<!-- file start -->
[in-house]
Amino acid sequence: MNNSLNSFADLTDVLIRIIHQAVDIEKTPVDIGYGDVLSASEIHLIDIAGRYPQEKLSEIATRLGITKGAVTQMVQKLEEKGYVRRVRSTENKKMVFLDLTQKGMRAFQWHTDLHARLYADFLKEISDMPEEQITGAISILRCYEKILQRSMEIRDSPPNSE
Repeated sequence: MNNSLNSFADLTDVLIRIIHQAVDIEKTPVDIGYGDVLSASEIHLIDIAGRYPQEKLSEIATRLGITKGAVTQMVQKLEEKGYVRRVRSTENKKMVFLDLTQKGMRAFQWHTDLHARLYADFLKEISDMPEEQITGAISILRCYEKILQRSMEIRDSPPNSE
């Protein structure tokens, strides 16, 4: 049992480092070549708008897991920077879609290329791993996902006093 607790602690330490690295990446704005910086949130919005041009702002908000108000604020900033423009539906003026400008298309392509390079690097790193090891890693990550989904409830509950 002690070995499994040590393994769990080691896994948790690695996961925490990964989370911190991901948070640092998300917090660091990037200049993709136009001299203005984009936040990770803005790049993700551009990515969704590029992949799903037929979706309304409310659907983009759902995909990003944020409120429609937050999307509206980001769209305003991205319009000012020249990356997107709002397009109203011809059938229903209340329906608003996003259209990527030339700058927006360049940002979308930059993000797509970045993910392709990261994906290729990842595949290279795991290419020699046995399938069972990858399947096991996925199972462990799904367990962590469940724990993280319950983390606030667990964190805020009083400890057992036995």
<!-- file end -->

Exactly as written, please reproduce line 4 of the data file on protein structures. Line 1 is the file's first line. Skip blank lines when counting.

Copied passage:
């Protein structure tokens, strides 16, 4: 049992480092070549708008897991920077879609290329791993996902006093 607790602690330490690295990446704005910086949130919005041009702002908000108000604020900033423009539906003026400008298309392509390079690097790193090891890693990550989904409830509950 002690070995499994040590393994769990080691896994948790690695996961925490990964989370911190991901948070640092998300917090660091990037200049993709136009001299203005984009936040990770803005790049993700551009990515969704590029992949799903037929979706309304409310659907983009759902995909990003944020409120429609937050999307509206980001769209305003991205319009000012020249990356997107709002397009109203011809059938229903209340329906608003996003259209990527030339700058927006360049940002979308930059993000797509970045993910392709990261994906290729990842595949290279795991290419020699046995399938069972990858399947096991996925199972462990799904367990962590469940724990993280319950983390606030667990964190805020009083400890057992036995």